I started the Food Safety Network (the original FSN) as an incoming graduate student in 1993 in the wake of the Jack-in-the-Box outbreak, combining my science and journalism learnings, and because a constant refrain I observed was, I never knew foodborne illness could be so serious.
That’s why I continue to do it as a form of community service (I haven’t been paid since 2016).
There are now at least 15 children sick with E. coli in Tennessee that has now been linked to consumption of raw milk from French Broad Farm.
According to Kristi L Nelson of Knox News, Jordan and Stephanie Schiding wanted to give their children every health advantage.
That’s the reason the Schidings, two months ago, signed up for a local cow-share program after they read about the health benefits of unpasteurized milk.
Instead, 18-month-old Genevieve and 3-year-old Anthony contracted an illness caused by E. coli bacteria and ended up with kidney failure in the pediatric intensive care unit at East Tennessee Children’s Hospital — two of 12 local children hospitalized with E. coli since the end of May.
Knox County Health Department staff told the Schidings the E. coli infection was likely linked to the consumption of raw milk from French Broad Farm. On Thursday, the health department lifted its directive that requested French Broad Farm temporarily cease operations. But health department Director Dr. Martha Buchanan reiterated that consuming raw milk is always risky and health officials recommend the public consume only pasteurized milk and dairy products.
Jordan Schiding said he and his wife knew there was “potential” for food poisoning from unpasteurized milk, which both adults drank with seemingly no serious effects, but “we were definitely not aware that anything like this was remotely possible.”
The Schiding children seem to have turned a corner, he said, with Anthony discharged Friday afternoon and Genevieve still hospitalized but out of intensive care.
But what started as a supposed stomach bug May 31 turned into a terrifying experience that traumatized both the children and their parents, who had to watch them suffer.
Schiding said the family brought Genevieve to the emergency room at Children’s Hospital May 31 after she became seriously dehydrated with diarrhea and vomiting. As she was being admitted, Anthony also began vomiting.
The hospital rehydrated the children and discharged them a few hours later. Schiding believes they were among the first children related to the current cluster of E. coli cases to come to Children’s Hospital.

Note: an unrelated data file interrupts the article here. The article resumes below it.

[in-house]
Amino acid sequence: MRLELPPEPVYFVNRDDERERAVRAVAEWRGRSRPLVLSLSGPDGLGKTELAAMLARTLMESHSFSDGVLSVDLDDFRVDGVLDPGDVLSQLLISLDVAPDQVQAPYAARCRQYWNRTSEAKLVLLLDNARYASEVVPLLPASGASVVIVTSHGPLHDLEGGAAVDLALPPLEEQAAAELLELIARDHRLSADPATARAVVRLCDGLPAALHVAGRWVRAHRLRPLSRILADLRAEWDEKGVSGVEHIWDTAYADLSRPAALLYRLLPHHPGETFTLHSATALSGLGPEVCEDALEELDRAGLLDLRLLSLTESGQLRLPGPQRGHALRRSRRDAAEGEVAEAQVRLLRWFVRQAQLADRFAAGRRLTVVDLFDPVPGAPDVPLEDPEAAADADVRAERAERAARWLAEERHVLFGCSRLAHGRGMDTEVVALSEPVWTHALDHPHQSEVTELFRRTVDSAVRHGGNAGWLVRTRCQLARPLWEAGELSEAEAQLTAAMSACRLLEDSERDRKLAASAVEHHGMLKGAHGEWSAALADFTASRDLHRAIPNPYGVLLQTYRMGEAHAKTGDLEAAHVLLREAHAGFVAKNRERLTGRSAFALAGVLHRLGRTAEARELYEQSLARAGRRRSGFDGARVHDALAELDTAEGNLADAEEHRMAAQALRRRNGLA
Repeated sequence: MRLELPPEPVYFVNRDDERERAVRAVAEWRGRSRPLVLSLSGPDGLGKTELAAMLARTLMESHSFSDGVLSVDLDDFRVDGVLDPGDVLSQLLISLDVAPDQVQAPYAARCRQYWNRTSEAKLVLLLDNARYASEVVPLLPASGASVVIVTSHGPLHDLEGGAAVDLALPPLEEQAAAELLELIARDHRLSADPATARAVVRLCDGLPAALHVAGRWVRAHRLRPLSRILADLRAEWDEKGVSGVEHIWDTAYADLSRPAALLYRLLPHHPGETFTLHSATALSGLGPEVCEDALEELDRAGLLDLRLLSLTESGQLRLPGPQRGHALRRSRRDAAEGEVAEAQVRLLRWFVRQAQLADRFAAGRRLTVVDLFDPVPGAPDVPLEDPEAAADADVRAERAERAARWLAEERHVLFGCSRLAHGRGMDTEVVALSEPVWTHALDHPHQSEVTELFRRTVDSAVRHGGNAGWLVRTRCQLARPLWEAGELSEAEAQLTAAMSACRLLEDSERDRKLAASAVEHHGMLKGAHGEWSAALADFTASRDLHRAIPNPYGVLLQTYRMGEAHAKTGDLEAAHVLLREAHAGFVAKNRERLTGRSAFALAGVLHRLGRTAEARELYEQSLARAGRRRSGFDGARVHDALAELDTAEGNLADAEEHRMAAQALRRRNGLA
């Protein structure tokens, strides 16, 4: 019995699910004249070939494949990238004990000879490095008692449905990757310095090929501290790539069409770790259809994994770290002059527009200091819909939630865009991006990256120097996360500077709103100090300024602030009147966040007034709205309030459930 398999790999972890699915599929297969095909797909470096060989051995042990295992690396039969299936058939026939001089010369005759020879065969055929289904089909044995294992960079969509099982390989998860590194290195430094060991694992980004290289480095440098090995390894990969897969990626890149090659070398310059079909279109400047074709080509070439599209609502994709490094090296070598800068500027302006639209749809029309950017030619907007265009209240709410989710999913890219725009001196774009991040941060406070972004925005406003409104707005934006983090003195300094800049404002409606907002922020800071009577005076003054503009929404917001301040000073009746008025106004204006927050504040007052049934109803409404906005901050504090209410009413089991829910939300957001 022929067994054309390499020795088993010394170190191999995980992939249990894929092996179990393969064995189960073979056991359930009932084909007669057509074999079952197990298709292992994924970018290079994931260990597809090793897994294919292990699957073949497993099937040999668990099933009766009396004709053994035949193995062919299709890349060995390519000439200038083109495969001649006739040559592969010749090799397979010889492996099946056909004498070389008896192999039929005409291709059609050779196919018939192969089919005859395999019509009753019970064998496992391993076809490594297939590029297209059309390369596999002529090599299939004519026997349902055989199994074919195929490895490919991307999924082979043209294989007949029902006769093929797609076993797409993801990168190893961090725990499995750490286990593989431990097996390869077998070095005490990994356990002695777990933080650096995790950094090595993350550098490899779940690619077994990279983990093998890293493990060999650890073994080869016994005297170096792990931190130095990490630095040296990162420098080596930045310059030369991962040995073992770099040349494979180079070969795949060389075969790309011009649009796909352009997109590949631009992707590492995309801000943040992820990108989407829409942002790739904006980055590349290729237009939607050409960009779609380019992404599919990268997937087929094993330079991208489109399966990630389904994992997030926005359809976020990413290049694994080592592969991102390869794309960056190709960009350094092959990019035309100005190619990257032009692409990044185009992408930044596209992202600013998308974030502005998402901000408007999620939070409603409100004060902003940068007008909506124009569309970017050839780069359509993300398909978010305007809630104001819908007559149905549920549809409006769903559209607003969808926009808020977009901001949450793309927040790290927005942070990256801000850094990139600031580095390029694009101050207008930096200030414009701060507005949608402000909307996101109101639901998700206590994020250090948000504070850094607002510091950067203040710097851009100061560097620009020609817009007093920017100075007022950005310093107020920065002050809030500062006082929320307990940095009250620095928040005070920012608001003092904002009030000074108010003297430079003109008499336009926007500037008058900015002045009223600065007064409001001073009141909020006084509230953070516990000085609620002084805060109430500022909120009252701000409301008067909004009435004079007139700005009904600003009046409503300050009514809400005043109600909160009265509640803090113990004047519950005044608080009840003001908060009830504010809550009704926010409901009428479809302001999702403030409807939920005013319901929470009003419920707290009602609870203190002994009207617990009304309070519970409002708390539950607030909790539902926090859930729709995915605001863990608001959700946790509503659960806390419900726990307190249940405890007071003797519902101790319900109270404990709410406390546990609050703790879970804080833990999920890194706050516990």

Two days later, after both children continued to get sicker, the Schidings brought them back to the hospital. This time, hospital staff took a stool sample from Genevieve, which tested positive for E. coli, and then from Anthony, who also tested positive. Both children were admitted, and Knox County Health Department contacted the couple the next day, he said.
The Schidings knew little about E. coli; certain strains produce a toxin, Shiga, that can cause a chain of reactions in the body — hemolytic uremic syndrome — resulting in clots in the small blood vessels in the kidneys that cause kidney failure. The very young, the very old and people whose immune systems are already compromised are more susceptible to HUS.
Four children admitted to Children’s so far have had HUS, including Genevieve and Anthony. Though Anthony wasn’t quite as sick as his sister, both had surgery to implant central lines so they could get fluids, dialysis and blood transfusions, Schiding said. Anthony had three days of dialysis, Genevieve seven.
In addition, Anthony’s central lines became infected with staph, Schiding said, but the antibiotics typically prescribed to treat staph are too hard on the kidneys to give a child with HUS, so doctors had to use a less common medication, which has seemed to work.
“Obviously, we were freaked out a little bit,” Schiding said. “It seemed like he had started turning the corner” until he spiked a fever of 104.9 and tested positive for staph.
Schiding said his family no longer will consume raw milk.